Two in five Americans said their mom takes better care of them than their significant other does when they’re sick, according to a new survey.

The survey of 2,000 employed adults found that men are likelier to agree that their mom takes better care of them than their partner does when they’re sick at home (43% vs. 35%).

When they’re sick, women were likelier to want to be left alone (53%) than men (47%), while 58% of men said they still wished their moms could take care of them while sick.

Although most prefer to keep it to themselves when they’re sick (68%), more than a quarter of those surveyed said they prefer to let others know (28%).

Similarly, one in four have posted a picture online to show they were sick at home, with more men having done this than women (29% vs. 20%).

Of the people who have posted to social while sick, 60% admitted they’ve shared a “sick” selfie while at home sick. And one in five have taken part in social media trends, like viral video challenges or posts, to pass the time (19%).

Conducted by OnePoll on behalf of MDLIVE, the survey found that only a third of those polled claim they handle being sick “extremely well.”

Nearly 80% of women think they handle being sick better than men; however, only 30% of men think the same.     

When it comes to how they spend their day sick at home, more than half of respondents admit to abandoning at least some part of their hygiene routine (52%), with women, surprisingly, being likelier to do so (59% vs. 46%).

Looking at hygiene, those surveyed said it’s most important to brush your teeth (94%), shower (89%) and wash your face (89%) when sick at home.

Yet, 30% admit to skipping their skincare routine and another one in five don’t always make it to the shower when sick at home.

In fact, 34% have gone at least three days without showering when sick at home.

On average, respondents also skip brushing their teeth and stay in the same clothing for two days.

To pass the time being sick at home over this past year, one in nine prefer being productive over spending time relaxing, with men being two times more likely to exercise than women (20% vs. 9%).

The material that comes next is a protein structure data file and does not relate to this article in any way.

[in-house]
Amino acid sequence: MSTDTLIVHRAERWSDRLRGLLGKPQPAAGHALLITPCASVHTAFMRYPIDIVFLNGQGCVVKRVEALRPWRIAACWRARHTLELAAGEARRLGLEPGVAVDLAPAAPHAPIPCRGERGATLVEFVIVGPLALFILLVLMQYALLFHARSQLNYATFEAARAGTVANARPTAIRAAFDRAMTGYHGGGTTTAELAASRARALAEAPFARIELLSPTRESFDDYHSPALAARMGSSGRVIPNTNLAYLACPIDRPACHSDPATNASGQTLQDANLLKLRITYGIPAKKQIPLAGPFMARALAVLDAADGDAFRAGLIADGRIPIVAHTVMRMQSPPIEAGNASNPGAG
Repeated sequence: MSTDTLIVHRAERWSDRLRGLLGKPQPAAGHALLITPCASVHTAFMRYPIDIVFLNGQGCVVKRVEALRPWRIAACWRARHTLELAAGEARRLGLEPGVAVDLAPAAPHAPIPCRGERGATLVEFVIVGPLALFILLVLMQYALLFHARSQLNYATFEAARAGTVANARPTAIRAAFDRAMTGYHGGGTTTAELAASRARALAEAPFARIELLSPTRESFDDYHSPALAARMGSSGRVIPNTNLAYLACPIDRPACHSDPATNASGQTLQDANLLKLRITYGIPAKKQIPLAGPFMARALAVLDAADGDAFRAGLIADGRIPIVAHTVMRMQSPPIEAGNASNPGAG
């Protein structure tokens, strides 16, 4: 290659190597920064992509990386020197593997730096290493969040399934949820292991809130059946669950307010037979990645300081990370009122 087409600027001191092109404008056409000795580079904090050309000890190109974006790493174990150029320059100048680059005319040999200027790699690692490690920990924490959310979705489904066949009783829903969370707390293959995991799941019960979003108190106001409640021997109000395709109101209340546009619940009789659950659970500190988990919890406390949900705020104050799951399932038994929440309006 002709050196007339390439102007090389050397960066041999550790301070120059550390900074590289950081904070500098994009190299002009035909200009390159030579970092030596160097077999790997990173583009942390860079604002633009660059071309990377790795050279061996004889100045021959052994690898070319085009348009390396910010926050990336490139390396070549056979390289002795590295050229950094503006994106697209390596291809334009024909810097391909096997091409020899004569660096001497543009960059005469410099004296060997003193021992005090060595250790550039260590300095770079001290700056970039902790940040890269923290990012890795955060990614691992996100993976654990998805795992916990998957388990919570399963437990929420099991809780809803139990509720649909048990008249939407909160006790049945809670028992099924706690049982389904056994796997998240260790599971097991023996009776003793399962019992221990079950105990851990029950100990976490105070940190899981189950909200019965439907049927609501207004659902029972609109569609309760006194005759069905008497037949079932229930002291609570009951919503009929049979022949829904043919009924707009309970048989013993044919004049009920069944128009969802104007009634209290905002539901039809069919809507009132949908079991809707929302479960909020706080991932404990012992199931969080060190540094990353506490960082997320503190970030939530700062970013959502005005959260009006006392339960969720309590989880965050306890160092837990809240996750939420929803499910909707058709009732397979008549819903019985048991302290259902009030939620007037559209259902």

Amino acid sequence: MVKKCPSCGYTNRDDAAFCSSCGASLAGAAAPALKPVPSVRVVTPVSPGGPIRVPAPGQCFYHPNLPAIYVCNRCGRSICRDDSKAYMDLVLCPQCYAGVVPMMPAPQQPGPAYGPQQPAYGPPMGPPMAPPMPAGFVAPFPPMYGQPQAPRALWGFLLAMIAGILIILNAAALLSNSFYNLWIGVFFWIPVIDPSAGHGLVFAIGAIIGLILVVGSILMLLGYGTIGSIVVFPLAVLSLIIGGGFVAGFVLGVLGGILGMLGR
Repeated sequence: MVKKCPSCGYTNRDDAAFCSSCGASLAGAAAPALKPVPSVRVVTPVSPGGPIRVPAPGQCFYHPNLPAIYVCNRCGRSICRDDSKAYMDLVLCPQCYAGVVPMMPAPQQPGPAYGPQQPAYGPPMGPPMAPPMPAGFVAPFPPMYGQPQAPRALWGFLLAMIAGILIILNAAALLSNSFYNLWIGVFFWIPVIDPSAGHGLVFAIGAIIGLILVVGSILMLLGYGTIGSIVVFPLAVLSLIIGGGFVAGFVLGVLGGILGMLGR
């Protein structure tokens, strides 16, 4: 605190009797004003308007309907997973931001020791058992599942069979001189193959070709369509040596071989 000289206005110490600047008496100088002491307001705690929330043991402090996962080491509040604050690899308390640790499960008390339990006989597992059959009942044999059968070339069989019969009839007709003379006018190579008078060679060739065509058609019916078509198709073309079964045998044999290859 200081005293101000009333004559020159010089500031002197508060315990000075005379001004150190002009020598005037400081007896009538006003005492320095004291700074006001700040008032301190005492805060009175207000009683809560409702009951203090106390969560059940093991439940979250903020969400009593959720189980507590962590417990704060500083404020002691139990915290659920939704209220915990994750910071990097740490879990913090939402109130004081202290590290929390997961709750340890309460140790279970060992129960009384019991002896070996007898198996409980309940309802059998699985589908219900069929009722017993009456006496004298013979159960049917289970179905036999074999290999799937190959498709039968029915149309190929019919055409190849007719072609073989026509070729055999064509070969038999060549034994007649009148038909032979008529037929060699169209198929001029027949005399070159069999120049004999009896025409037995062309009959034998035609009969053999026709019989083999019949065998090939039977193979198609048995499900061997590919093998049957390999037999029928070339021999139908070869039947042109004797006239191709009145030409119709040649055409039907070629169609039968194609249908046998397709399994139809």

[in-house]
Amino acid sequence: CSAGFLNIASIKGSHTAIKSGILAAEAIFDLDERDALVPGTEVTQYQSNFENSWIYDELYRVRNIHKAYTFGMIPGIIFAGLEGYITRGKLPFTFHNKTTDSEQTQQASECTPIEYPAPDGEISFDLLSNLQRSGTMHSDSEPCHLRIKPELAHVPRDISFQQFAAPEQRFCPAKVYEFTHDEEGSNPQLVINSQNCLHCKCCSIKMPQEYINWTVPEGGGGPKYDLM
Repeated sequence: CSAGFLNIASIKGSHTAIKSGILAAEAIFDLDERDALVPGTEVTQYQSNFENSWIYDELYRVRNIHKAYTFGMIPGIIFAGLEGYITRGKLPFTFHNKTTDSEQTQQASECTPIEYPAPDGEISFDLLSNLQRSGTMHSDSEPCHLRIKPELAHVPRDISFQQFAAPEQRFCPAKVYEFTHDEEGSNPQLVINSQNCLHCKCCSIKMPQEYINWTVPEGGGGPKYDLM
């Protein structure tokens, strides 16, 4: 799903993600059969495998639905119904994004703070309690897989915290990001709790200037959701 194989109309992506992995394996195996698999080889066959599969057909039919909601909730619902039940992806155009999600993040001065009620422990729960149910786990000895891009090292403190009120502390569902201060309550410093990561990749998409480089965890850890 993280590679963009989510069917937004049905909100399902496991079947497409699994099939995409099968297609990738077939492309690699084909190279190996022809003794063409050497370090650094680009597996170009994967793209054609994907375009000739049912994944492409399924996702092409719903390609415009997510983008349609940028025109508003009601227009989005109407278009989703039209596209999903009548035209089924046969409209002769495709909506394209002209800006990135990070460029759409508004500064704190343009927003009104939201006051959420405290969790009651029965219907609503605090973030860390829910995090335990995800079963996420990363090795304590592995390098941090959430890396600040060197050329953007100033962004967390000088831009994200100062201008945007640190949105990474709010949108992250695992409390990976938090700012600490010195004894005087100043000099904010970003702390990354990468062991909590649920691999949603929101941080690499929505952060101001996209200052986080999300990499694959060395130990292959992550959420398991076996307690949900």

And while 20% of those surveyed have pretended to work while sick at home, nearly half have actually worked through sickness (49%).

“The decision to work through sickness stems from various pressures — be it the fear of falling behind at work, financial concerns, or not wanting to burden colleagues. However, it’s crucial to prioritize your health,” said Dr. Vontrelle Roundtree, associate chief medical officer at MDLIVE. “Taking the time to properly care for yourself not only benefits your well-being but ultimately contributes to greater productivity and efficiency in the long run.”

For many, taking a sick day off is worse than simply working while sick (23%), with more than half (55%) waiting until the last second when their symptoms get in the way before taking a sick day.

For those that do work from home when sick, one in five admits to moving their laptop mouse around so their employer thinks they’re working (19%).

That’s likely because sick days are stressful for respondents who are concerned about falling behind on work (41%) and not getting paid the same (39%).

Results showed that a greater percentage of women are likely to worry about facing reduced or lost wages than men (44% vs. 34%).

Another 26% don’t want to put more work on their coworkers and one in four feel like others would judge them for taking time off.

A quarter of those surveyed said that spending the day at the doctor’s office is the most stressful part about being sick (26%).

In fact, a majority of respondents agree that spending at least part of a sick day at the doctor’s office is more of a hassle than it’s worth (72%), with 39% preferring telehealth visits.

“When dealing with sickness and juggling work and life’s demands at the same time, it leaves little time for in-person healthcare visits, which is where telehealth can help fill a vital gap and reduce the strain and stress sickness can pose to a busy schedule,” said Dr. Roundtree. “Telehealth visits eliminate the stress of time spent traveling to the doctor’s office or urgent care clinic and waiting in waiting rooms with sick people, allowing you to receive quick, quality care from the comfort of your home.”

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